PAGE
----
Equity index trading allows investors to take a broad view on stock prices, without taking risk on the performance of individual shares. There are a wide range of indices, which cover stocks in many sectors as well as countries.  There are many ways you can use indices to express a view, but you can also use an index to hedge your exposure.

Equities represent riskier assets that are baskets of individual shares of stocks.  Equities are riskier than bonds and cash, and are generally more volatile.  One of the benefits of trading an equity index is that the investment instrument is less volatile than an individual stock. In theory, when you purchase a basket of stocks as opposed to an individual stock, you are diversified, as not all the stock in the index will move higher or lower at the same time.

Equity indices generally track a major index in a country.  For example, the S&P 500 index follows 500 large cap stocks in the United States.  The DAX follows large cap stocks in Germany, while the FTSE 100 covers large cap stocks in the United Kingdom.  When you purchase or sell short these indices you are taking a view on how riskier assets will perform in these countries.

Hedging

Many investors will use an index to hedge their stock exposure.  Hedging is the process of mitigating the risk you have in your portfolio.  If you are concerned that stock prices will decline, but you do not want to exit your individual stock positions, you can consider hedging your equity exposure by using an index.  For example, say you have a portfolio of 25 shares of U.S. large cap stocks.  Ahead of a monetary policy decision you decide that you want to hedge your exposure in case the Federal Reserve surprises the markets with a change in policy. To hedge your exposure, you would short sell either a portion of all of your notional value. To do this you would calculate the dollar amount of stock you hold and then short sell that amount using an index. In this case you would use the S&P 500 index. If most of your stocks were technology shares, you could use the Nasdaq 100.  If your shares are British stocks you could sell the FTSE 100.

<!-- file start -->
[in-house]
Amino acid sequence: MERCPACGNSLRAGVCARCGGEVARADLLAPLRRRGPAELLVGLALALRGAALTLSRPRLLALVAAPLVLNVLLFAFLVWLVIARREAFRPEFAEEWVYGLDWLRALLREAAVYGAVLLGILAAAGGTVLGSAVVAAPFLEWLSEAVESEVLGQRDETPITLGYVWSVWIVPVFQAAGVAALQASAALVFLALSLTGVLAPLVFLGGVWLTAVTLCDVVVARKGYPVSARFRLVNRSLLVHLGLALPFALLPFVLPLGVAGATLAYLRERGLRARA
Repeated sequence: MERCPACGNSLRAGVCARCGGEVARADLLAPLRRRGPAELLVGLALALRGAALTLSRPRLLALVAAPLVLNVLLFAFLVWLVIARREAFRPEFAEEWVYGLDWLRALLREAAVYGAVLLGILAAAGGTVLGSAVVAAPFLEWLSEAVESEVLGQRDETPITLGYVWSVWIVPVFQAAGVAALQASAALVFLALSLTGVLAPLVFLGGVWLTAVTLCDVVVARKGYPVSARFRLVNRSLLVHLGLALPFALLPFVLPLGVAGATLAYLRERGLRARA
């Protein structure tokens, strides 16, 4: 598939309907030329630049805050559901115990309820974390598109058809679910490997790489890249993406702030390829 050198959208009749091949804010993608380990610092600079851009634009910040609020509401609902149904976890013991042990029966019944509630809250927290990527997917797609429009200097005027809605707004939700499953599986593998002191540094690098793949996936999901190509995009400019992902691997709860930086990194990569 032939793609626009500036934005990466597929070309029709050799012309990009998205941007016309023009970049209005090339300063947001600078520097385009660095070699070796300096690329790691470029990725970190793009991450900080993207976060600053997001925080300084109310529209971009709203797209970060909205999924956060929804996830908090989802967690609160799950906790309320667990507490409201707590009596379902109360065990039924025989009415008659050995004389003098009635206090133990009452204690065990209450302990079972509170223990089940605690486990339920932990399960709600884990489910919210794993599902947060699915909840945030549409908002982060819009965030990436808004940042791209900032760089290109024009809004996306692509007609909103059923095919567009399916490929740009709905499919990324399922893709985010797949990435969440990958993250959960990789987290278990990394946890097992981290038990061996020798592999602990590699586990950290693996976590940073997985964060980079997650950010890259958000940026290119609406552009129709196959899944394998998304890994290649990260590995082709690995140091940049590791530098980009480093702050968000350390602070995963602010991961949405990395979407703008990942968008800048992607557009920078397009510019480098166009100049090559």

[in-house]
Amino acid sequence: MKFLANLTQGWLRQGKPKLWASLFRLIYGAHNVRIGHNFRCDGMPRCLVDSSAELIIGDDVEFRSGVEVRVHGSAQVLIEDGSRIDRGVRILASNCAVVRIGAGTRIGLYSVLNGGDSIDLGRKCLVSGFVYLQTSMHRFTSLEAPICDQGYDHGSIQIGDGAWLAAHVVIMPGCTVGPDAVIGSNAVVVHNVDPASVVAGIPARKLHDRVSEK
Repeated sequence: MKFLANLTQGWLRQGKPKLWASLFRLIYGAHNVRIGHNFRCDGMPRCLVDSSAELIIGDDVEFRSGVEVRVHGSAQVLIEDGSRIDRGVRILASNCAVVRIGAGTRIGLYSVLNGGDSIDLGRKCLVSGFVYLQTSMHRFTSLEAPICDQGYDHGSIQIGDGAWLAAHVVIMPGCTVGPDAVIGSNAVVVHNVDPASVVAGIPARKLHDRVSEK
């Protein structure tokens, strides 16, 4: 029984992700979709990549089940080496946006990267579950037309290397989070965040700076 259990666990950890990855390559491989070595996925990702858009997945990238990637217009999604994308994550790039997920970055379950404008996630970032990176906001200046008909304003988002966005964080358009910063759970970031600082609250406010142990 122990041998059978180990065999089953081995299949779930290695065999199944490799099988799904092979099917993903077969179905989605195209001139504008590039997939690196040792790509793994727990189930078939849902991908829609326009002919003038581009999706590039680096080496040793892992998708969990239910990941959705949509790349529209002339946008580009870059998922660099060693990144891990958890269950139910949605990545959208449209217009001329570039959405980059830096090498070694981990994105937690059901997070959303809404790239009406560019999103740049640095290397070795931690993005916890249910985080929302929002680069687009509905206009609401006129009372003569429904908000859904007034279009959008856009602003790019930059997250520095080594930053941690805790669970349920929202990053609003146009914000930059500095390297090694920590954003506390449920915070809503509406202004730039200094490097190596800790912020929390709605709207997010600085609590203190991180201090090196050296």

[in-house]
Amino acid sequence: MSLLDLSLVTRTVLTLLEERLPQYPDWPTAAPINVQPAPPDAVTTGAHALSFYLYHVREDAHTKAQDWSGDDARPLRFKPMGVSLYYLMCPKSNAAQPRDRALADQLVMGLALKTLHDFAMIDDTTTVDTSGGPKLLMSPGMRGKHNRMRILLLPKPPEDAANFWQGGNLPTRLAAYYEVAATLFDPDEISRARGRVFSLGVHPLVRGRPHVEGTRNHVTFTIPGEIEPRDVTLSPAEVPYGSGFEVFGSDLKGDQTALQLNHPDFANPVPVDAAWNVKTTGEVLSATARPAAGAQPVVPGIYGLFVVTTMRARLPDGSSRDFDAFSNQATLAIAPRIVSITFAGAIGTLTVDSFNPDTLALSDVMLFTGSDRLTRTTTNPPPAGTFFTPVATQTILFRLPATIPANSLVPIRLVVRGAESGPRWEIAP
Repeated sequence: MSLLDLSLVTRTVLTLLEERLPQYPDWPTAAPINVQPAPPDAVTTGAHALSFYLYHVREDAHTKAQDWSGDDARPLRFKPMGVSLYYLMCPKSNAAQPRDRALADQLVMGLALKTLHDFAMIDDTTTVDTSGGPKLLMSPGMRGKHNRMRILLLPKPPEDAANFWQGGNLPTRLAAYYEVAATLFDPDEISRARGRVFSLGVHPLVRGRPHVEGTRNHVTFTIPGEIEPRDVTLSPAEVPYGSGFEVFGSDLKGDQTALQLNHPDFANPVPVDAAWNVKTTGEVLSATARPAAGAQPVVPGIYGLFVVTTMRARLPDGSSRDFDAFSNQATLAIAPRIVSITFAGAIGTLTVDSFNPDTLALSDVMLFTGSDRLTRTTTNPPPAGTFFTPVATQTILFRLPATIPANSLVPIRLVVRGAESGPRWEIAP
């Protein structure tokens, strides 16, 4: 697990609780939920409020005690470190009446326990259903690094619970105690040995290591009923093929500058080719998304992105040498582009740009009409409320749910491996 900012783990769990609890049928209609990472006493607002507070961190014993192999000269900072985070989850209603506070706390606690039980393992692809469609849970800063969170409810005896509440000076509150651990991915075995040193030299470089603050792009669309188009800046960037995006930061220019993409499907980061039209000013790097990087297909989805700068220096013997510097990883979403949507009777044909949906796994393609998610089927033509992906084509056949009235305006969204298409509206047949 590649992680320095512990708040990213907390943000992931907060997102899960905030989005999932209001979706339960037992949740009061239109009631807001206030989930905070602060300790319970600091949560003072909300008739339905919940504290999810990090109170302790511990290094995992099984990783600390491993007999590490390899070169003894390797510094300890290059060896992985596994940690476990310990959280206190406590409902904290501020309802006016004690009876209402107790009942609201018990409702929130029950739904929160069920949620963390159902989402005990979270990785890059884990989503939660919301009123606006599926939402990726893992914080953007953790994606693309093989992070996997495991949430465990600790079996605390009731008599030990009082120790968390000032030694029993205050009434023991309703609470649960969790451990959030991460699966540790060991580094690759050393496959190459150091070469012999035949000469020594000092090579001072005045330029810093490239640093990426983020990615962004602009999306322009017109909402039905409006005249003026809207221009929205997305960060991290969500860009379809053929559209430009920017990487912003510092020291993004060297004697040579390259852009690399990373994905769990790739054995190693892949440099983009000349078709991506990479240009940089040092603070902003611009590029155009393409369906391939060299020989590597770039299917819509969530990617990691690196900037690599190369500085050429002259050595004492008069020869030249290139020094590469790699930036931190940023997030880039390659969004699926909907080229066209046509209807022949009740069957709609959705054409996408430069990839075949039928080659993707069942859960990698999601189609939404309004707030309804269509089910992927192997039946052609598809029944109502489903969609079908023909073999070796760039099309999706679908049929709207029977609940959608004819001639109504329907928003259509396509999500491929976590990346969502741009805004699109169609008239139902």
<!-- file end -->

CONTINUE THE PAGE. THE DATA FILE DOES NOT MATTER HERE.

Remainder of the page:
Speculating

Most investors speculate on the direction of an index, and either use fundamental or technical analysis to determine the future direction of an index.  The fundamental analysis that most investors use to determine the future direction of an index is macro in nature. Instead of looking at earnings of the stocks that make up the index, you would focus on economic growth.  Generally, stocks tend to perform well when an economy is growing and interest rates are low.  As, central banks begin to tighten rates, it becomes more difficult for stock prices to rise.  

Another form of speculation is a long versus short position.  Here you might buy one index and simultaneously sell another index.  Your bet in this instance would be that one index would outperform another index.